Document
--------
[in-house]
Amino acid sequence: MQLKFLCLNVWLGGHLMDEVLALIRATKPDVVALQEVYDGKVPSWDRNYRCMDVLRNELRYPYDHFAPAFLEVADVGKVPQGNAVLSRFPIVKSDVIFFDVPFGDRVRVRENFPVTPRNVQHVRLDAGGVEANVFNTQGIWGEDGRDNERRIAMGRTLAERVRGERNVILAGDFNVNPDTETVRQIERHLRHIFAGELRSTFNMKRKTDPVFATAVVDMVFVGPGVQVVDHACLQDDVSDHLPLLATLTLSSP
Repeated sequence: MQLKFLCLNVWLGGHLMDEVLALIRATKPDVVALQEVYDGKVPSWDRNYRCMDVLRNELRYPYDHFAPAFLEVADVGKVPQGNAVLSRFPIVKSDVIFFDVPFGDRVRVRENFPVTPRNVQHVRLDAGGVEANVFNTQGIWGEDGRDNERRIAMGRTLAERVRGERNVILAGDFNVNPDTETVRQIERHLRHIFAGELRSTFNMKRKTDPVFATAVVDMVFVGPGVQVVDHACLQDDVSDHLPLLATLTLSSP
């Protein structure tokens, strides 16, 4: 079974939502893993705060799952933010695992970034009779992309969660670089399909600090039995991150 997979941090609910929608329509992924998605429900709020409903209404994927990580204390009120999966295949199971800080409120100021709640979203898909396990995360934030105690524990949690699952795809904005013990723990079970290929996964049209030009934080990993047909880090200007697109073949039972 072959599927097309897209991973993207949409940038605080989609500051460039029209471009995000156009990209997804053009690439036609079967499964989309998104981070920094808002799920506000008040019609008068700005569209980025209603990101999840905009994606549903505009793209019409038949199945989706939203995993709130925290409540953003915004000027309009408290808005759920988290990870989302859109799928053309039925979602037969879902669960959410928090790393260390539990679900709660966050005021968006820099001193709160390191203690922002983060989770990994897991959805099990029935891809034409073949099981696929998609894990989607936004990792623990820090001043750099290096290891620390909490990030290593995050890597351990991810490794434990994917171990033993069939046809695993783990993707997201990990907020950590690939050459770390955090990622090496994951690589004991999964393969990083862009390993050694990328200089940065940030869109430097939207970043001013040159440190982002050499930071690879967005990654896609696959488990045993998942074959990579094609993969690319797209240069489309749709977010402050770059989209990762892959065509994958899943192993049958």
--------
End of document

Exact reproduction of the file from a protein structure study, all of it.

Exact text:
[in-house]
Amino acid sequence: MQLKFLCLNVWLGGHLMDEVLALIRATKPDVVALQEVYDGKVPSWDRNYRCMDVLRNELRYPYDHFAPAFLEVADVGKVPQGNAVLSRFPIVKSDVIFFDVPFGDRVRVRENFPVTPRNVQHVRLDAGGVEANVFNTQGIWGEDGRDNERRIAMGRTLAERVRGERNVILAGDFNVNPDTETVRQIERHLRHIFAGELRSTFNMKRKTDPVFATAVVDMVFVGPGVQVVDHACLQDDVSDHLPLLATLTLSSP
Repeated sequence: MQLKFLCLNVWLGGHLMDEVLALIRATKPDVVALQEVYDGKVPSWDRNYRCMDVLRNELRYPYDHFAPAFLEVADVGKVPQGNAVLSRFPIVKSDVIFFDVPFGDRVRVRENFPVTPRNVQHVRLDAGGVEANVFNTQGIWGEDGRDNERRIAMGRTLAERVRGERNVILAGDFNVNPDTETVRQIERHLRHIFAGELRSTFNMKRKTDPVFATAVVDMVFVGPGVQVVDHACLQDDVSDHLPLLATLTLSSP
């Protein structure tokens, strides 16, 4: 079974939502893993705060799952933010695992970034009779992309969660670089399909600090039995991150 997979941090609910929608329509992924998605429900709020409903209404994927990580204390009120999966295949199971800080409120100021709640979203898909396990995360934030105690524990949690699952795809904005013990723990079970290929996964049209030009934080990993047909880090200007697109073949039972 072959599927097309897209991973993207949409940038605080989609500051460039029209471009995000156009990209997804053009690439036609079967499964989309998104981070920094808002799920506000008040019609008068700005569209980025209603990101999840905009994606549903505009793209019409038949199945989706939203995993709130925290409540953003915004000027309009408290808005759920988290990870989302859109799928053309039925979602037969879902669960959410928090790393260390539990679900709660966050005021968006820099001193709160390191203690922002983060989770990994897991959805099990029935891809034409073949099981696929998609894990989607936004990792623990820090001043750099290096290891620390909490990030290593995050890597351990991810490794434990994917171990033993069939046809695993783990993707997201990990907020950590690939050459770390955090990622090496994951690589004991999964393969990083862009390993050694990328200089940065940030869109430097939207970043001013040159440190982002050499930071690879967005990654896609696959488990045993998942074959990579094609993969690319797209240069489309749709977010402050770059989209990762892959065509994958899943192993049958």